Only 800 away fans allowed in as well as a studied determination to avoid even mentioning the opposition’s name, it seems Celtic would prefer to not have to recognise their rivals from across the city at all.
And for long stages yesterday, they did not have to. There really was only one team in it – and it wasn’t Rangers, who Celtic were playing yesterday.
This has to be spelled out since it might not have been immediately obvious from the way the teams were announced. The chore of relaying information about the Rangers starting XI – or “today’s visitors” as they were referred to throughout – could not have been carried out in a more perfunctory manner.
There was also minimal respect shown to the office of referee – “Collum”. Not Willie Collum. Not Mr Collum.
The bombast was cranked up when it came to Celtic of course. “AND NOW…PARADISE. LET’S MAKE SOME NOISE FOR THE HOOPS!”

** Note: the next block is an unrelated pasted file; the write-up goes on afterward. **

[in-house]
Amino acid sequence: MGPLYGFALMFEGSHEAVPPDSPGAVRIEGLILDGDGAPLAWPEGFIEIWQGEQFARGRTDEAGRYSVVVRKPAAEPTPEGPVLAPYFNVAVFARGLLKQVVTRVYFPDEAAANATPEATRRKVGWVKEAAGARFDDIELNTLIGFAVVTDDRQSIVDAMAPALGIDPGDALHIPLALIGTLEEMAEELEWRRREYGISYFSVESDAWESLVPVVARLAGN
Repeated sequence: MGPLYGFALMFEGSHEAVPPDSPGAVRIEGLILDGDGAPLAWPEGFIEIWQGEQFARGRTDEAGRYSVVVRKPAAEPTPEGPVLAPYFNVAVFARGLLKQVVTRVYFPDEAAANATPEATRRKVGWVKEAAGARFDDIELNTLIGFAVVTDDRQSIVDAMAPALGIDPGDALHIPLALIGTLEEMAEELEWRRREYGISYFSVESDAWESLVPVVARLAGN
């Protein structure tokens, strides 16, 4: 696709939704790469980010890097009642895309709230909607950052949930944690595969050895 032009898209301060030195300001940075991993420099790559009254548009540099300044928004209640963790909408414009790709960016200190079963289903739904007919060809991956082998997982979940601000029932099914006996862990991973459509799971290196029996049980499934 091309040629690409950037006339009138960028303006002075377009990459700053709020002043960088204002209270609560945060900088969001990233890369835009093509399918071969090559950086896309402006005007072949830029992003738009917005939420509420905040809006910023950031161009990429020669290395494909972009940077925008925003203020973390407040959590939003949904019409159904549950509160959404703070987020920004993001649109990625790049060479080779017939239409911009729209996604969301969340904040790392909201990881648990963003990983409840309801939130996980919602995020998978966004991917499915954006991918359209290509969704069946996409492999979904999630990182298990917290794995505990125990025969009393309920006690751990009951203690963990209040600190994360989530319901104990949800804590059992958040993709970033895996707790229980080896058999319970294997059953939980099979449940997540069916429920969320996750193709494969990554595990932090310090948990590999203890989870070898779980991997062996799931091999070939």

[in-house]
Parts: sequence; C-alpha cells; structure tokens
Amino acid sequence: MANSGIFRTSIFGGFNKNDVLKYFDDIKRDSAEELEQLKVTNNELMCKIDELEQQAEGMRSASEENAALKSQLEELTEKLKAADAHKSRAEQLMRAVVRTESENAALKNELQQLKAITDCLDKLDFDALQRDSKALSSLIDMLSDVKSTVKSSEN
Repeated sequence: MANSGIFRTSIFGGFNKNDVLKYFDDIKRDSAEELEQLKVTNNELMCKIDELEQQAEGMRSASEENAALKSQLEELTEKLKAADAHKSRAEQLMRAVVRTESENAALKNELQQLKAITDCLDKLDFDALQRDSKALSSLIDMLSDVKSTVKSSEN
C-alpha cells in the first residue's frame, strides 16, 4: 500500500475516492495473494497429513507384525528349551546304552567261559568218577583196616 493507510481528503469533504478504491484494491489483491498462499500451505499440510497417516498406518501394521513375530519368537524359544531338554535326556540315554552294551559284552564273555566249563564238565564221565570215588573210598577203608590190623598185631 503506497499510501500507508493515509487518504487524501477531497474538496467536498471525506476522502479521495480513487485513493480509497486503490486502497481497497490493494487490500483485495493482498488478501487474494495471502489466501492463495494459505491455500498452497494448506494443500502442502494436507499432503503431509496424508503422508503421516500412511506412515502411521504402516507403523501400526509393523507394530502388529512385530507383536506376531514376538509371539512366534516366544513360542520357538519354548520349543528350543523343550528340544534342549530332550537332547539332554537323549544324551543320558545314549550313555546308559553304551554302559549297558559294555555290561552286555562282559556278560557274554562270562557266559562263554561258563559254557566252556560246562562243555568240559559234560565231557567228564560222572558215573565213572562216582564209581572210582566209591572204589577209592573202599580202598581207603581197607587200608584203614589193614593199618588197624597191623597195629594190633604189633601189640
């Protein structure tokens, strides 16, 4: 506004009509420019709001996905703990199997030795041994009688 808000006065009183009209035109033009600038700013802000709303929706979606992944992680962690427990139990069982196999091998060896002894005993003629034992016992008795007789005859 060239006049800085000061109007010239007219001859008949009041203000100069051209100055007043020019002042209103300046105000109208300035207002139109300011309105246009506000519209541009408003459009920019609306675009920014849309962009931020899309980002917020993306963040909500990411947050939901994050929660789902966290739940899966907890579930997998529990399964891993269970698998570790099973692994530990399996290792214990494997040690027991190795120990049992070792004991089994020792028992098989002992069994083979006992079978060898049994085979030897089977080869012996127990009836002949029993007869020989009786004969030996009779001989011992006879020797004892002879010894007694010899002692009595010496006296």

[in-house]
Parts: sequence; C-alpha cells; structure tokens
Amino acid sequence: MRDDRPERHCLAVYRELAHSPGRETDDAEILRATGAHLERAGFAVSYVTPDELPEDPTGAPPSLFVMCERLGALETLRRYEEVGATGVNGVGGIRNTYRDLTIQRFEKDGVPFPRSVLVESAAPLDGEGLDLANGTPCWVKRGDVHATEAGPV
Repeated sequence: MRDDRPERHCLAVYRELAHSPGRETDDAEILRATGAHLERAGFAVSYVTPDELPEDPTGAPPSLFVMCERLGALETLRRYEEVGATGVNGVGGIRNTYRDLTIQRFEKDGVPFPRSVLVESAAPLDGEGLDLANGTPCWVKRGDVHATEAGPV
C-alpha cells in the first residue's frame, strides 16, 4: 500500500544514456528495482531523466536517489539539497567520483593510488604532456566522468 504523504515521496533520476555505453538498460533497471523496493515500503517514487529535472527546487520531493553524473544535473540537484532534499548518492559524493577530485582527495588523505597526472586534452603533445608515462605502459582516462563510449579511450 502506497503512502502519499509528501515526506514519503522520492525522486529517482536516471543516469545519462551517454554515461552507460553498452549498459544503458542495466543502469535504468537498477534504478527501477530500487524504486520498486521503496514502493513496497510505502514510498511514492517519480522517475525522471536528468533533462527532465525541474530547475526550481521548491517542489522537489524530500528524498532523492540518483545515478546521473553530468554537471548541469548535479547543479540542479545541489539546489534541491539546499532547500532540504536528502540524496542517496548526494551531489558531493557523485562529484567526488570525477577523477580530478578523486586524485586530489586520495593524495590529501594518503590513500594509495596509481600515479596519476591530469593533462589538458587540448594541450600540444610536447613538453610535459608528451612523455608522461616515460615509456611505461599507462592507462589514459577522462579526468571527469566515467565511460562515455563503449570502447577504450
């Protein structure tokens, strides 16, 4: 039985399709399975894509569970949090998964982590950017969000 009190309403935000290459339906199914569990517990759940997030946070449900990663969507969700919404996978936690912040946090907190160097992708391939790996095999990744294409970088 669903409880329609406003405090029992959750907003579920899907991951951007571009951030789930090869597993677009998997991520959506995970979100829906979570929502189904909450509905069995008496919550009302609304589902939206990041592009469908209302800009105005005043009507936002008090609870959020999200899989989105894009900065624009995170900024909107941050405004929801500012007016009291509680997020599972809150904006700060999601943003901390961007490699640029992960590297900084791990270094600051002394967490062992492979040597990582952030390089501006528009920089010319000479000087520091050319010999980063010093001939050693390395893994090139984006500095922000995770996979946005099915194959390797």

Even the manager “of the double treble winning champions” was given a name check in the team run-through. To be fair to the hosts, those relying on national broadcasters for information about the game might have been uncertain if Rangers were playing – in fact which two teams were competing was unclear in a clash more commonly framed as Brendan Rodgers v Steven Gerrard.
The identity of the two managers together with their past Liverpool connection provided a normally tasty clash with yet more punch. Someone behind the away dugout had even brought along an Everton flag for the occasion. However, a strange decision to cut the allocation of away supporters from around 7,000 to just 800 detracted from the spectacle. Indeed, for segregation purposes, there were more empty seats than Rangers fans, who were tucked away, barely seen and only sometimes heard, in the corner.
Celtic, of course, were only getting their retaliation in first after Rangers announced they were slashing their rivals’ allocation for this season’s Old Firm games at Ibrox in order to let more home fans in.